MIGHTY CULTURE

USPS unveils Military Working Dog stamps to celebrate our *true* heroes

I haven't been this excited about Forever Stamps since an LT I worked with in Korea monologized about how investing in them would save money over time as the price of stamps continued to rise. Now seems as good a time as any to take his advice, especially considering these new Military Working Dog stamps are just so CUTE patriotic.

According to a press release, "Each block of four stamps features one stamp of each of the following breeds — German shepherd, Labrador retriever, Belgian Malinois, and Dutch shepherd — that commonly serve in America's armed forces. The background of each stamp features a detail of a white star. A star appears in the center of each block. The stylized digital illustrations are in red, white, blue and gold to represent the American flag and patriotism."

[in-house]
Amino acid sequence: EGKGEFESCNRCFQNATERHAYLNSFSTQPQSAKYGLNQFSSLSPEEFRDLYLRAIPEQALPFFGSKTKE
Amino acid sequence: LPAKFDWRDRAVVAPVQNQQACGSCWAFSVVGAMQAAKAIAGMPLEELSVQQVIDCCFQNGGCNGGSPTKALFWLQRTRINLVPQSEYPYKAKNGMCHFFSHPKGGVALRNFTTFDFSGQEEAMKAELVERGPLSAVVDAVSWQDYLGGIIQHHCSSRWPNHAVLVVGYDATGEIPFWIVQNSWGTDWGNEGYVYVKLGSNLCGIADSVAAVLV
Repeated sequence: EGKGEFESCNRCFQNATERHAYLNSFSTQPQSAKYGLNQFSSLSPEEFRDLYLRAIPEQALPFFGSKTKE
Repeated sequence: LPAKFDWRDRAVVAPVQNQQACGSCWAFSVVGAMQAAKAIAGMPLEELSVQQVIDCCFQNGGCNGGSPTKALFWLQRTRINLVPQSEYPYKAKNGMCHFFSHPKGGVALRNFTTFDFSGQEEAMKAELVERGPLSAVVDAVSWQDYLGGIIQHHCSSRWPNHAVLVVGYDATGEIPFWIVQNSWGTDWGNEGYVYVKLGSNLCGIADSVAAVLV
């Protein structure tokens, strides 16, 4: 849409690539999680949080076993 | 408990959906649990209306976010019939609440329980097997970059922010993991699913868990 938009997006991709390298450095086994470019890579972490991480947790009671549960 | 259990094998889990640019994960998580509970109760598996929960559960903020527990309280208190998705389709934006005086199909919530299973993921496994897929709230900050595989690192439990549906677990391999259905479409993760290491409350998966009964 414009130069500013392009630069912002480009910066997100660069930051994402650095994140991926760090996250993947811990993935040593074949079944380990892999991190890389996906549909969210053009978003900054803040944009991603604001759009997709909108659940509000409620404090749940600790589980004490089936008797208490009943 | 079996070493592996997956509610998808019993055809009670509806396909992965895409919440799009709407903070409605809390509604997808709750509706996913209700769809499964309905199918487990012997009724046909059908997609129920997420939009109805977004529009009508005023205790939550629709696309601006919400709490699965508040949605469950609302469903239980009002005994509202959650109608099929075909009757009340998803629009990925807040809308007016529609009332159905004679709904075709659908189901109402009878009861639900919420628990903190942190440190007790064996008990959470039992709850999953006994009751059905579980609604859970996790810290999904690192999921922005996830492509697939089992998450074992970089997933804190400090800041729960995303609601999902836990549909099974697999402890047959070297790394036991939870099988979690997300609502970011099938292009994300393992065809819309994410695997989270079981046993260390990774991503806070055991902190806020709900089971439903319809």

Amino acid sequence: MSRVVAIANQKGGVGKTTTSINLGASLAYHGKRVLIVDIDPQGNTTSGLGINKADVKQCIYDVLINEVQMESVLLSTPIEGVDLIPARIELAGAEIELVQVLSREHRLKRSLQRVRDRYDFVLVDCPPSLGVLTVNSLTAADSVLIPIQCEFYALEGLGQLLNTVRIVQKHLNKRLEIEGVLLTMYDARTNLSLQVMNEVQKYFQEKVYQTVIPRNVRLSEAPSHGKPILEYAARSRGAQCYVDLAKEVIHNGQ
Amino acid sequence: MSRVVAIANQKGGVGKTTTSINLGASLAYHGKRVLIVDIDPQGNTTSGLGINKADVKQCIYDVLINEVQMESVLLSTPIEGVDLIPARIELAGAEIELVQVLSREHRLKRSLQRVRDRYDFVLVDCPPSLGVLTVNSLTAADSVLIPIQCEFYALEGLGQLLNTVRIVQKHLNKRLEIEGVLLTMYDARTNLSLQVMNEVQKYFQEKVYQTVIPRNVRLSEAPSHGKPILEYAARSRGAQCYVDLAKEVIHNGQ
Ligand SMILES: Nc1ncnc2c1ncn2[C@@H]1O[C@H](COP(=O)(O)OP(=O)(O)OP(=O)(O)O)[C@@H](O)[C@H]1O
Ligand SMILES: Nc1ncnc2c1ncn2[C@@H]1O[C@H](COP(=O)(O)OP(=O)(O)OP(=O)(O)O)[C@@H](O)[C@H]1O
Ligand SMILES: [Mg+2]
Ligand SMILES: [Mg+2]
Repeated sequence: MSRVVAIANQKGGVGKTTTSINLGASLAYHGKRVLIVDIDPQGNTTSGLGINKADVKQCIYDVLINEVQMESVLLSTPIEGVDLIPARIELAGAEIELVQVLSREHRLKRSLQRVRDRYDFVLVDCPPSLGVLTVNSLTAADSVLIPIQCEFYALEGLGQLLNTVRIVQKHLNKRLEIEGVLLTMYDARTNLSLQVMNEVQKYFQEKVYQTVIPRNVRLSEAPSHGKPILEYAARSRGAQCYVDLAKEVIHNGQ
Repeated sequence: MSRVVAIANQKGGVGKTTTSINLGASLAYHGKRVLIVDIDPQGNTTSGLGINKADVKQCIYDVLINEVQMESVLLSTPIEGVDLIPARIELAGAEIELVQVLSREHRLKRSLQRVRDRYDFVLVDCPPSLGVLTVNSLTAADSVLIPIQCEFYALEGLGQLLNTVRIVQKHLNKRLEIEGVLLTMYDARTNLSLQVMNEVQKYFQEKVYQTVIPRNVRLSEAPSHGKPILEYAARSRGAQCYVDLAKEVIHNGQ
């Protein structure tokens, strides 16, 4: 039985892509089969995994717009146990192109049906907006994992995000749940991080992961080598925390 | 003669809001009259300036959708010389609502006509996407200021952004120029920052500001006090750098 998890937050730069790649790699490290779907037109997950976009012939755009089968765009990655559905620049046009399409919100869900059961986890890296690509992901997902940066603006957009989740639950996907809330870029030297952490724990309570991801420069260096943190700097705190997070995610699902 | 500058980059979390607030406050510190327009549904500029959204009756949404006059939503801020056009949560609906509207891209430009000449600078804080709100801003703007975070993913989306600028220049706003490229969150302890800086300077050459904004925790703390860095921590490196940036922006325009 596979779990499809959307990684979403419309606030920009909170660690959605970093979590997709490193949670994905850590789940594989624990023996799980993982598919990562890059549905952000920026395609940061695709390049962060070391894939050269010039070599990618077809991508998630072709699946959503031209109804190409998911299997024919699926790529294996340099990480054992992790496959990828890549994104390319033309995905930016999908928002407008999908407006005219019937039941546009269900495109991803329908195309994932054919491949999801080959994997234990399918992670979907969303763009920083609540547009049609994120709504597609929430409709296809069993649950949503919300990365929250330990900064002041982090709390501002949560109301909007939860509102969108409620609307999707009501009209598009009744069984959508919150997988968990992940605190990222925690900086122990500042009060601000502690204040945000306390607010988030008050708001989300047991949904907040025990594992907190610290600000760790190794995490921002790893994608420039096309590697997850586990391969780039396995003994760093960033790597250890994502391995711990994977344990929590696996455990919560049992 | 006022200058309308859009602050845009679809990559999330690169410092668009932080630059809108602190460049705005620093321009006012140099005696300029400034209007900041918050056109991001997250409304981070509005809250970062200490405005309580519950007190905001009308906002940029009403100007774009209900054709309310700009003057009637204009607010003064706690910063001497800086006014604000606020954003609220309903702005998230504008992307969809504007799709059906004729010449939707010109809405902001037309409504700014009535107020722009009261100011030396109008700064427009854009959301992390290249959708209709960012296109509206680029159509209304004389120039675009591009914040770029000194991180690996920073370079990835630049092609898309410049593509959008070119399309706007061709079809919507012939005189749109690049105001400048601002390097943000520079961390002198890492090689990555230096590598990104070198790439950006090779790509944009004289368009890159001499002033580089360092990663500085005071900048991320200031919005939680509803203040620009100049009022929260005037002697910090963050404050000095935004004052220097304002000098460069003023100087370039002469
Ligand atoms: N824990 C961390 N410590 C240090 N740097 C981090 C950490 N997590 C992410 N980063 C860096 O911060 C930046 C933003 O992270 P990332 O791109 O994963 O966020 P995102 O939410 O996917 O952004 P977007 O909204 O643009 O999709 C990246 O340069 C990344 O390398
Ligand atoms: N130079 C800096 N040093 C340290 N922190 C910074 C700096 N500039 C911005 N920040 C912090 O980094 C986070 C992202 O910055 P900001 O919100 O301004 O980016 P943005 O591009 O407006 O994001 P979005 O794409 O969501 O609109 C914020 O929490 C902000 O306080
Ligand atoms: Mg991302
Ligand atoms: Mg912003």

The 9 Biggest Myths About Military Working Dogs | Military Insider

(U.S. Air Force photo by Airman First Class Andrew Kobialka)

From detecting improvised explosive devices in Afghanistan to being on the front lines during World War I, military working dogs have been used to help service members win battles for generations.

Also read: A day in the life of a military working dog

According to CNN, an estimated 2,300 military working dogs serve on U.S. bases worldwide. Both male and female dogs are chosen, they are given specialized training, and they are treated with the respect and dignity of their fellow service members. Military working dogs have even received medals for their heroism.

The bond between the handler and the dog is so strong that many handlers will adopt their MWDs after their service. When a military working dog is finally laid to rest, they are given full military honors.

Now, the rest of us can help commemorate their sacrifice, devotion, and bravery with these stamps.

More: A brief history of dogs in warfare

The art for the stamps was created by DKNG Studios and designed by art director Greg Breeding. More details on dates and locations for the first-day-of-issue ceremonies "are coming."